Many universities in the United Kingdom are at risk of falling into financial deficit due to the astronomical decline in international students after Prime Minister Rishi Sunak’s ban on bringing dependants into the country.

The Home Office of the United Kingdom announced that it had commenced the implementation of its policy banning Nigerian students and other overseas students from bringing in dependants via the study visa route.

In a post on X (formerly Twitter), the Home Office reiterated that only those on postgraduate research or government-sponsored scholarship students will be exempted from the development.

“We are fully committed to seeing a decisive cut in migration. From today, new overseas students will no longer be able to bring family members to the UK. Postgraduate research or government-funded scholarships students will be exempt,” the Home Office said.

Meanwhile, Financial Times on Friday reported the chief executive of Universities UK, Vivienne Stern, who represents more than 140 universities, said the sector was facing the prospect of a “serious overcorrection” thanks to immigration policies that deterred international students from coming to study in Britain.

“If they want to cool things down, that’s one thing, but it seems to me that through a combination of rhetoric, which is off-putting, and policy changes . . .[they have] really turned a whole bunch of people off that would otherwise have come to the UK,” Stern told the Financial Times.

Stern’s plea came as it emerged that some top universities, including York, which is a member of the elite Russell Group, were being forced to soften their entry requirements in order to maintain numbers of overseas students.

“The government needs to be very careful: we could end up with, from a policy point of view, what I would consider a serious overcorrection,” she added.

With the £9,250 domestic tuition fee effectively frozen for the past decade, UK universities have increasingly relied on non-EU students to make ends meet, with fees from non-EU students now accounting for nearly 20 per cent of sector income.

Universities are warning privately that numbers have softened sharply this year following a series of hostile policy moves by the government, with indications that enrolments may have fallen by more than a third from key countries, including Nigeria and India.

One senior university insider told the FT that the sector as a whole had been “spooked” by data that showed the number of international students taking up places in January 2024 was “way below the bottom end of projections for everyone”.

In January, Sunak highlighted changes in government policy to stop international graduate students from bringing family members to the UK, adding the policy was “delivering for the British people.”

The government also announced in December that it was reviewing the so-called “graduate route” enabling international students to work in the UK for two years after they graduate and announced a crackdown on “low-value courses”, even though only 3 per cent are failing to meet criteria set out by the regulator.

Data from Enroly, a web platform used by one in three international students for managing university enrollment, showed that deposit payments were down 37 per cent compared to last year.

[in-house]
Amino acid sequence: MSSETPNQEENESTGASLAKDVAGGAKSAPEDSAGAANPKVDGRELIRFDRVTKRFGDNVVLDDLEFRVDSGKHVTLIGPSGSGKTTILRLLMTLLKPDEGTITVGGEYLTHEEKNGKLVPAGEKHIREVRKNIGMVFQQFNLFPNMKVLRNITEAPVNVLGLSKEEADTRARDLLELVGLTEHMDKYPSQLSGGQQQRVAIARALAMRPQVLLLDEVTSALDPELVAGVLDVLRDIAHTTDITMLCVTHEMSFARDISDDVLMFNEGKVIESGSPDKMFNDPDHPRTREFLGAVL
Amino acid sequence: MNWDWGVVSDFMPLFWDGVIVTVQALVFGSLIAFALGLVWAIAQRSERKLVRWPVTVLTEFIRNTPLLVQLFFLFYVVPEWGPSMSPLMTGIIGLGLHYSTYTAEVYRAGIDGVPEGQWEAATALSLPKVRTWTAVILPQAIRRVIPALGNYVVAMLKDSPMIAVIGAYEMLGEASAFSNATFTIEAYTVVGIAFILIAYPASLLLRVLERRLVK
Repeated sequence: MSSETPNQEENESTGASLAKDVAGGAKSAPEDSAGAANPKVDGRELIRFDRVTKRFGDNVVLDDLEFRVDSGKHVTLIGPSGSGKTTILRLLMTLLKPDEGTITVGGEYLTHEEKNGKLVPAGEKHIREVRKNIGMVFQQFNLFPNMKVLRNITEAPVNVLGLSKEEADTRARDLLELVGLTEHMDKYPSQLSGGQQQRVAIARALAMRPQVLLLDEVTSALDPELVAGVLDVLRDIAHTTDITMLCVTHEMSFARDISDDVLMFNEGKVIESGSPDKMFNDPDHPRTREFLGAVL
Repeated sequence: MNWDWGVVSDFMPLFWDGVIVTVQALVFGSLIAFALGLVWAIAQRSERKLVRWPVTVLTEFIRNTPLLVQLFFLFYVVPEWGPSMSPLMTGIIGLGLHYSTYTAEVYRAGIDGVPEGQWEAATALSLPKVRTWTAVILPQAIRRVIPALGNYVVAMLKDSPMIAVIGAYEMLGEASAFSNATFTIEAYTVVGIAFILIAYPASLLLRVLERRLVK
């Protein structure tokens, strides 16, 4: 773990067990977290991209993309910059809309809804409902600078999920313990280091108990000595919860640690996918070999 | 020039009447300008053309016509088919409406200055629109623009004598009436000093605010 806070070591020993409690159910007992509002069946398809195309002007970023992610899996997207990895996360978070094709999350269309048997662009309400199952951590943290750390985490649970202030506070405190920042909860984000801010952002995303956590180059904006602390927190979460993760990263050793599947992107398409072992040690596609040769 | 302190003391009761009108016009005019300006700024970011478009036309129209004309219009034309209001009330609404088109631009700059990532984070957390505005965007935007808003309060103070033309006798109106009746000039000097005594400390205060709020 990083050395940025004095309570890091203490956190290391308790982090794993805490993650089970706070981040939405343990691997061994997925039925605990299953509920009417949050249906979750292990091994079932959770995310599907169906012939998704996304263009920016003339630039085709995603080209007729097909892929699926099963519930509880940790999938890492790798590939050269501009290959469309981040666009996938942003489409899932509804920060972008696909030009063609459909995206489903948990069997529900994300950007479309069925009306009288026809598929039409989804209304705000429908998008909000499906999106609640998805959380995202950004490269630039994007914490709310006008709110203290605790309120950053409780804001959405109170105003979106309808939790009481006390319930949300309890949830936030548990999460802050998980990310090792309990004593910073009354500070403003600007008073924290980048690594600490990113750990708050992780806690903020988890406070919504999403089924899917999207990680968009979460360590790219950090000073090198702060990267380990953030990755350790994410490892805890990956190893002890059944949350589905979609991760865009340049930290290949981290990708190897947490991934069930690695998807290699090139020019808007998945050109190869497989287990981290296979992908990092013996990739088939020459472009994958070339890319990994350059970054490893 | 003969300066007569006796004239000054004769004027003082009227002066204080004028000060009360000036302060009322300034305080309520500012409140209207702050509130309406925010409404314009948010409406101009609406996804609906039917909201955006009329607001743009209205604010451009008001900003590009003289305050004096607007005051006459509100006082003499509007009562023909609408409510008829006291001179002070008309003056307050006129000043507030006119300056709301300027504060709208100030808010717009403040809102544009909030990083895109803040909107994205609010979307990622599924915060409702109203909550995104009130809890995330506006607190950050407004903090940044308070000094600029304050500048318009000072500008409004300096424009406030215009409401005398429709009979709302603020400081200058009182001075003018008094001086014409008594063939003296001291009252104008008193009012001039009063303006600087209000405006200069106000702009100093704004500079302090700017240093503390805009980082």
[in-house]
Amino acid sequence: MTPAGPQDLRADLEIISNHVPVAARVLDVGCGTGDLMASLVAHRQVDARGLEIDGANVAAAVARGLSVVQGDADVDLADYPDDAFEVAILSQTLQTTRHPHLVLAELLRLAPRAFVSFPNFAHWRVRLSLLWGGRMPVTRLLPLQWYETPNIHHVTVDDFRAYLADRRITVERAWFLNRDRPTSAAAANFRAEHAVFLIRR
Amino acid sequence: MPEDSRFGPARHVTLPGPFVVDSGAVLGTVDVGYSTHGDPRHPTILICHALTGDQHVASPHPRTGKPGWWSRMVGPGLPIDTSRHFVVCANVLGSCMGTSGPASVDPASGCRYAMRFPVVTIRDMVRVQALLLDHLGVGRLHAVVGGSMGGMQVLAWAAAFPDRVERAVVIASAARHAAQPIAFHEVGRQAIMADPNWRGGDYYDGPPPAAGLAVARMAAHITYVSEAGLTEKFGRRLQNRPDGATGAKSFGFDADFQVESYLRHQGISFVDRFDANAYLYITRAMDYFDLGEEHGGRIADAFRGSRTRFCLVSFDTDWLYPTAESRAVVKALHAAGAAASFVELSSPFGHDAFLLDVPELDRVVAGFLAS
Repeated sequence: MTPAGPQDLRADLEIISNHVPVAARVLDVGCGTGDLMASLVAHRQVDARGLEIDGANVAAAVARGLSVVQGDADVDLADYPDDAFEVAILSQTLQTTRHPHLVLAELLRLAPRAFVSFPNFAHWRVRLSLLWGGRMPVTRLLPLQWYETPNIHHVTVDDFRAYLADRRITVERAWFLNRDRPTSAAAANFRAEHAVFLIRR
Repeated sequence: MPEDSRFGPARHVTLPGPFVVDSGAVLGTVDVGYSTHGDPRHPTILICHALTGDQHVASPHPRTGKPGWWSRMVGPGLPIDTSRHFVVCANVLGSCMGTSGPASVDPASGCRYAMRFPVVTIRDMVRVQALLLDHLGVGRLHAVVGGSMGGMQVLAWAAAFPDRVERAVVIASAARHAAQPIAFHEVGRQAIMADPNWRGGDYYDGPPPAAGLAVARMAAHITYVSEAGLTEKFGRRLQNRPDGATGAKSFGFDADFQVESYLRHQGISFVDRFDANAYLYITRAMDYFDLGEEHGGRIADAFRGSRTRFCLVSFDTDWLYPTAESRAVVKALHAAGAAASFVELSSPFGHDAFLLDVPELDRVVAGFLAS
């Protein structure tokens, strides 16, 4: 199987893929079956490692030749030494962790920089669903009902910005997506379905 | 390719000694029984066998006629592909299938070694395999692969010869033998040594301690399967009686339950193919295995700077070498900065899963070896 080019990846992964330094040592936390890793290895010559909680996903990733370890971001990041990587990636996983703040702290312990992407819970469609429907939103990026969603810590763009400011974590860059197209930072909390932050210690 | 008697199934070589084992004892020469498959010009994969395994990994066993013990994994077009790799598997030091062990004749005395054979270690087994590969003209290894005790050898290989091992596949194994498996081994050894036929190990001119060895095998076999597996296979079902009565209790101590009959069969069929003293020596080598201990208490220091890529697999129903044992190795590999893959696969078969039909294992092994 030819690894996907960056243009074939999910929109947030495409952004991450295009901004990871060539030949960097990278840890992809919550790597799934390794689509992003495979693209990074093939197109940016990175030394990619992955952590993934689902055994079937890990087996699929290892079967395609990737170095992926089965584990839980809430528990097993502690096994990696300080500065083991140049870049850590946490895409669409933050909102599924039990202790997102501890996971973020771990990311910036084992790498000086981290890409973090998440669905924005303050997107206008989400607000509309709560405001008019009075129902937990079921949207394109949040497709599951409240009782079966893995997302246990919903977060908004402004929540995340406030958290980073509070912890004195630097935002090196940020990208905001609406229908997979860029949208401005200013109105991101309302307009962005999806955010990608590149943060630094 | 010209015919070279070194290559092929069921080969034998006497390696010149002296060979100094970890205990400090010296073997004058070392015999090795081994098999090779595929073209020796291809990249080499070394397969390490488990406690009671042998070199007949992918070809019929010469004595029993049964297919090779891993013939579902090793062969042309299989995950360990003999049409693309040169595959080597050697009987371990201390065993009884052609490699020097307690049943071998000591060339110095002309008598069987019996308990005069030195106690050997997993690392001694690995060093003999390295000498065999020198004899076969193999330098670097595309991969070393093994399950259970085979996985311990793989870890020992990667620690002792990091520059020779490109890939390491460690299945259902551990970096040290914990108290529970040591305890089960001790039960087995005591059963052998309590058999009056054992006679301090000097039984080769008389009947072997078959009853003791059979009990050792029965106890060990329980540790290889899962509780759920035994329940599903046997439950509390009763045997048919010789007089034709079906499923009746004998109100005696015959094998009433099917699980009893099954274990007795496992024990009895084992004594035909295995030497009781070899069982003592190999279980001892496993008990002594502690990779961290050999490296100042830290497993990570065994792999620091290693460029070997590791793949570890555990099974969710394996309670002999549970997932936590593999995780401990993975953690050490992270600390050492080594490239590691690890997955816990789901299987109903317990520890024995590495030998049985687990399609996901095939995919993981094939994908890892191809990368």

A new analysis for UK by consultants PwC found that the combination of falling international student numbers, frozen tuition fees, rising staff wage bills, and a softening in UK student numbers was leaving the sector facing a perfect storm.

“You take those things together, and you’ve got a big problem,” Stern said, warning that the government needed to wake up to the risk posed to a sector that contributes £71bn to the UK economy every year.

The PwC analysis was based on 2021-22 financial returns for 70 UUK members in England and Northern Ireland and found that about 40 per cent are expected to be in deficit in 2023-24, falling to 19 per cent by 2025-26.

However, Paul Kett, a former senior Department for Education official who now advises PwC on education, said the numbers reflected assumptions about spending and income growth that now looked highly optimistic given the policy environment.

The PwC analysis found that if the growth in international students stagnated in the 2024-25 academic year, the proportion of universities in the financial deficit would rise from 19 per cent to 27 per cent — but if numbers started to fall between 13 and 18 per cent then four-fifths would be in deficit.

On the other side of the ledger, it found that increasing fees by 10 per cent for UK undergraduates in 2024-25 would shrink the share of universities in deficit from 19 per cent to 7 per cent.

The report said the effects of declining international enrolments could be compounded by other negative shocks, such as a rise in spending growth or a fall in domestic student numbers. It warned that mounting financial pressure could force universities to cut provision and delay investment, compromising quality for students.

Stern argued three interventions were necessary to put the sector on a stable footing: uprating tuition fees in line with inflation, increasing government teaching grants and stabilising the international market by dialling down negative rhetoric and ending question marks over the graduate route.

“You can take these individual scenarios that PwC looked at, and think that any one of them could tip a large number of institutions into a very difficult position, but the problem is that lots of those things are happening at once,” she said.

Robert Halfon, higher education minister, said: “We are fully focused on striking the right balance between acting decisively to tackle net migration, which we are clear is far too high, and attracting the brightest students to study at our universities,” he added.